What she did tell me more explicitly was that her friend had been that way before. The story is that her friend had been a driver for a wealthy white man. And that they had taken that trip through the South to go to a place where this white man had a house. And this man liked this diner and he would go in himself and get food for them, for himself and his driver, my grandmother's friend. So, my grandmother's friend knew that it was a segregated place and, in fact, most places were, at that time. But he sent her in knowing that this was the case, and she never really talked about why he did it, explicitly. She talks about the fact that he knew it was segregated but she doesn't say why he put her life in jeopardy, in a sense. Why would he put her in danger? And so I thought that that was really interesting -- this unspoken risk-taking between this man and this woman, a dark-skinned man and a light-skinned woman.
Hmm. Almost as if he was testing something.
Yeah. Testing her or testing the climate at the time. And she never talks about being angry with him for that either. She just talks about how she was afraid for his life. And her own. Once she left the diner.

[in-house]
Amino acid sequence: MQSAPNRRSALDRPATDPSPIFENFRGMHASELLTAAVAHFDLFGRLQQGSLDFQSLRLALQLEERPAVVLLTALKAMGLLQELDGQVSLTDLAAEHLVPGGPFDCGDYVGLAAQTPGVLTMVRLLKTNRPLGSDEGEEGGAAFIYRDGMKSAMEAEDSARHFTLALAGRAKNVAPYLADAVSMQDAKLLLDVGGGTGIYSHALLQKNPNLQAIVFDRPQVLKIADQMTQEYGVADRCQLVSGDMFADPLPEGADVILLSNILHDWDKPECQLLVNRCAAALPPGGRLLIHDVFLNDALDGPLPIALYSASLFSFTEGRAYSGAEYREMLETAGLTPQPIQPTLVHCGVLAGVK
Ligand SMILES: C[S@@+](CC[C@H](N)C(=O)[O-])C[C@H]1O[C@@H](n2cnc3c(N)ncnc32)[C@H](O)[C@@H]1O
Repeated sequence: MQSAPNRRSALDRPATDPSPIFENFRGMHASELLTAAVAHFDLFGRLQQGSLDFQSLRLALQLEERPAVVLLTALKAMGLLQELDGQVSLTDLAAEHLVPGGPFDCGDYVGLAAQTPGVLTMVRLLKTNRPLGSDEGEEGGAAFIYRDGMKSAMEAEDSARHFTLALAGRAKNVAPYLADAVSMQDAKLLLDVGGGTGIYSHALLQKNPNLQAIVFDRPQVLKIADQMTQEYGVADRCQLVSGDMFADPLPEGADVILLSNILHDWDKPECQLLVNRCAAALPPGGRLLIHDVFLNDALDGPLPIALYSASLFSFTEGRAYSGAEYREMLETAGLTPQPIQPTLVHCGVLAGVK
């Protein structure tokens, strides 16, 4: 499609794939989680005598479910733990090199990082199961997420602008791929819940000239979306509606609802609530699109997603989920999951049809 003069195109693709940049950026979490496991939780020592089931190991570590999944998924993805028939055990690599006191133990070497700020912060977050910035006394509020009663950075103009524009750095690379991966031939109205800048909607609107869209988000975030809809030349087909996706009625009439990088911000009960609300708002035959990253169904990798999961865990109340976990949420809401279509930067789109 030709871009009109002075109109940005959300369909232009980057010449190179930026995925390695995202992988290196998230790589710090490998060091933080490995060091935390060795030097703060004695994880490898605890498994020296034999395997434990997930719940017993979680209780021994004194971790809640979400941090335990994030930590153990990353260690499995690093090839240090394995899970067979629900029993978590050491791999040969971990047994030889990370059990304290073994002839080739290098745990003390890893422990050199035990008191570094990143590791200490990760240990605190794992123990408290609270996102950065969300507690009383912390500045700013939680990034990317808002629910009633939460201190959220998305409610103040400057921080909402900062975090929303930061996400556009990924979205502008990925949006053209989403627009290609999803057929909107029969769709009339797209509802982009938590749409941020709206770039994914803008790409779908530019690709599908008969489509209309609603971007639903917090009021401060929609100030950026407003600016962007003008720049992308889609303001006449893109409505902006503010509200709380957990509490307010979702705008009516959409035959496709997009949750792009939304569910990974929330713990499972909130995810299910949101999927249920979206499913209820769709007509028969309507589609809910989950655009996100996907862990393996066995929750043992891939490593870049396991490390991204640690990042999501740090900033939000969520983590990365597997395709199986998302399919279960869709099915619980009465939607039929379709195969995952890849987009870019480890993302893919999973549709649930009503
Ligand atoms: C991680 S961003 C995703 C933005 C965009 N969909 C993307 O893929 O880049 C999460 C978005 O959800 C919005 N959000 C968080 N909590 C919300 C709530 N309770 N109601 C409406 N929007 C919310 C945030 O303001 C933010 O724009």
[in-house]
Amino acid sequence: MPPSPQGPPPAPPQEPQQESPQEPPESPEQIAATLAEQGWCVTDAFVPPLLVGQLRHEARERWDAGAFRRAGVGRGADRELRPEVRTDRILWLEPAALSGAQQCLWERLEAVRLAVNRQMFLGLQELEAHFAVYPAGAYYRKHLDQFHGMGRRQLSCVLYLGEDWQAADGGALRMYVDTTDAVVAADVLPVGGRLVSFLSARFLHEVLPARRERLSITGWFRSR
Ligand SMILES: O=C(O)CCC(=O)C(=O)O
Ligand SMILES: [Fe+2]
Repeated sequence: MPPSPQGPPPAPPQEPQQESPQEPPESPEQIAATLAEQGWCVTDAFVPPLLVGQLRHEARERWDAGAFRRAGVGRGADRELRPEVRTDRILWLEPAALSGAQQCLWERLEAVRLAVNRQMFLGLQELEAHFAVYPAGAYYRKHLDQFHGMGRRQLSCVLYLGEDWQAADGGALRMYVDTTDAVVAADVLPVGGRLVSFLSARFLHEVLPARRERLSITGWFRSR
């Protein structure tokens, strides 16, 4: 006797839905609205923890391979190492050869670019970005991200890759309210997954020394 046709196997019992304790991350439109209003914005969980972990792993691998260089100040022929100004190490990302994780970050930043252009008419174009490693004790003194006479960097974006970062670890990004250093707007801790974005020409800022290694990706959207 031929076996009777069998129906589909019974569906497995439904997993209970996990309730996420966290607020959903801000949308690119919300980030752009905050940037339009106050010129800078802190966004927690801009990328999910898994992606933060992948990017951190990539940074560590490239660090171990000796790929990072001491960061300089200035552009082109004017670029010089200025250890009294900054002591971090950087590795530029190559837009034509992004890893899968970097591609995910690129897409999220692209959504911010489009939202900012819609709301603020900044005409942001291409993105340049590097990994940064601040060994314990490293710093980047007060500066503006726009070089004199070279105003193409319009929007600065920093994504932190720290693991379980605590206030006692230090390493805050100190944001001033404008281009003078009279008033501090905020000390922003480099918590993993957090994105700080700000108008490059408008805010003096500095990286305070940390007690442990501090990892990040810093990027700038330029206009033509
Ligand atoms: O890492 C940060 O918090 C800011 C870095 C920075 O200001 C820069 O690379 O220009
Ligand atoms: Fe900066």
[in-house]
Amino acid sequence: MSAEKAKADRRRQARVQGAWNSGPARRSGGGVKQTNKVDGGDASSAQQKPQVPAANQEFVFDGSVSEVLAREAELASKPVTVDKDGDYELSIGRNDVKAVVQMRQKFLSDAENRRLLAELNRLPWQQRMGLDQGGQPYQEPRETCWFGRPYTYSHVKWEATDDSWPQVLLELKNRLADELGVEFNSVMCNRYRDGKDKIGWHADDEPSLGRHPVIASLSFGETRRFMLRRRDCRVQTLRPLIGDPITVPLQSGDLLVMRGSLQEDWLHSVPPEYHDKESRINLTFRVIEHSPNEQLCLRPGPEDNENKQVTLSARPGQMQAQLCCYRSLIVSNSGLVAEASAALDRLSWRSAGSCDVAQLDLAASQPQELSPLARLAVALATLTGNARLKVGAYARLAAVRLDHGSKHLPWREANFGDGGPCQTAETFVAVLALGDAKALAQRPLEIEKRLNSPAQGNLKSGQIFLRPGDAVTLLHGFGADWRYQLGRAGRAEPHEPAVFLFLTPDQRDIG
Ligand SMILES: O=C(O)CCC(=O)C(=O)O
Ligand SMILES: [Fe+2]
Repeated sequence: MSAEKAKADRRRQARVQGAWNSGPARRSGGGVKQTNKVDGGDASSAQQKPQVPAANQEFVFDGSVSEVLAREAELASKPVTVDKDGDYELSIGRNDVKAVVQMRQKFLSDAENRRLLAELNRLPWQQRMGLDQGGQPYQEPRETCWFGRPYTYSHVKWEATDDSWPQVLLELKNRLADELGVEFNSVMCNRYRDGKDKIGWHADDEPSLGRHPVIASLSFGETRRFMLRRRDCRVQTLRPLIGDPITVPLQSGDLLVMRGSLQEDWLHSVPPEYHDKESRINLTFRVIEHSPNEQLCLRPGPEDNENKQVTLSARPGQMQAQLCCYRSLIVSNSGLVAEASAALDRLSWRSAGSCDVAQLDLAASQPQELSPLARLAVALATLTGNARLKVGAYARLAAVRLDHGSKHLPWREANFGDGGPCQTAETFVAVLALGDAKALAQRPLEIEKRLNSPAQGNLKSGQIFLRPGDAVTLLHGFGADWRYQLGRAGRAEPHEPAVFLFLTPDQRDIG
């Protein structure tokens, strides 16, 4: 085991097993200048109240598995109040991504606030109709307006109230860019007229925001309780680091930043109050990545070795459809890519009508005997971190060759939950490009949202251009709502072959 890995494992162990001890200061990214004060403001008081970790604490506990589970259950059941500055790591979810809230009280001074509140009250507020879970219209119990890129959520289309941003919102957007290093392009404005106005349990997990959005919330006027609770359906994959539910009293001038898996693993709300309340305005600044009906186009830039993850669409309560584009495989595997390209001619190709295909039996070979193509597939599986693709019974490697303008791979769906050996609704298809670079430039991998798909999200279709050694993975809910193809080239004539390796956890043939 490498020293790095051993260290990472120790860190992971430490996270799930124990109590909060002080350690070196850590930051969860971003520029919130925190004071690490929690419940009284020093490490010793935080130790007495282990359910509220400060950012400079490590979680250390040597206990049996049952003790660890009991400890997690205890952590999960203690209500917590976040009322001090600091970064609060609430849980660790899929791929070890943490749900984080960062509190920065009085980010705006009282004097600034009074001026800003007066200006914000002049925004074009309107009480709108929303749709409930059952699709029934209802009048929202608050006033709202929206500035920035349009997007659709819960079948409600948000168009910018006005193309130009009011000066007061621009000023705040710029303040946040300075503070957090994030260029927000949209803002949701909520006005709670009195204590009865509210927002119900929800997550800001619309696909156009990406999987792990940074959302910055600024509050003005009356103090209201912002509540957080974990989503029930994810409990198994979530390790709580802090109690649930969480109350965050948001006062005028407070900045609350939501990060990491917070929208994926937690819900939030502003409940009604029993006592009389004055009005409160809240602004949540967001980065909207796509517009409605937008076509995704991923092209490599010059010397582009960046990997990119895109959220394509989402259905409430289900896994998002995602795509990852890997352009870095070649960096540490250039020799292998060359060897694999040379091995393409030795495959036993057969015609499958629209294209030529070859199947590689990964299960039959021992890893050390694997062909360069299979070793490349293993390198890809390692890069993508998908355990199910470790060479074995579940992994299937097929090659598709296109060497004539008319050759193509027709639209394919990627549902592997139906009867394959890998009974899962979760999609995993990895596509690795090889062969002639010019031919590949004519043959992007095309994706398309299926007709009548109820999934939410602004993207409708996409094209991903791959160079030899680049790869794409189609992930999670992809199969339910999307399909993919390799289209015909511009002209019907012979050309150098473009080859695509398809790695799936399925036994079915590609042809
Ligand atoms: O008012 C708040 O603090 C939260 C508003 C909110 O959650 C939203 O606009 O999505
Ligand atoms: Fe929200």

It was a really brave thing that she did, to blurt out back at them, "Okay, I get what you're asking me . . ." Was your grandmother a brave woman or was this a particular moment for her? Was this something that was typical of her life?
I think that in her own way she was brave. She told me another story about when she was in junior high school; she refused to salute the flag because she had just found out about lynching. And that ended up being a big deal in her school and she almost got suspended and it was a really difficult time for her. I think that she was brave in the sense that she was able to speak out at times about racism and racial violence. But, at the same time, because she was privileged, she often didn't have to think about those things. So, that's another thing that I was trying to say in the piece. She managed to not break out of her privilege, but she managed to put that at risk for a while, I guess. I think that she's been through a lot in her life and she is courageous. But I also didn't want to paint her as some kind of hero, you know.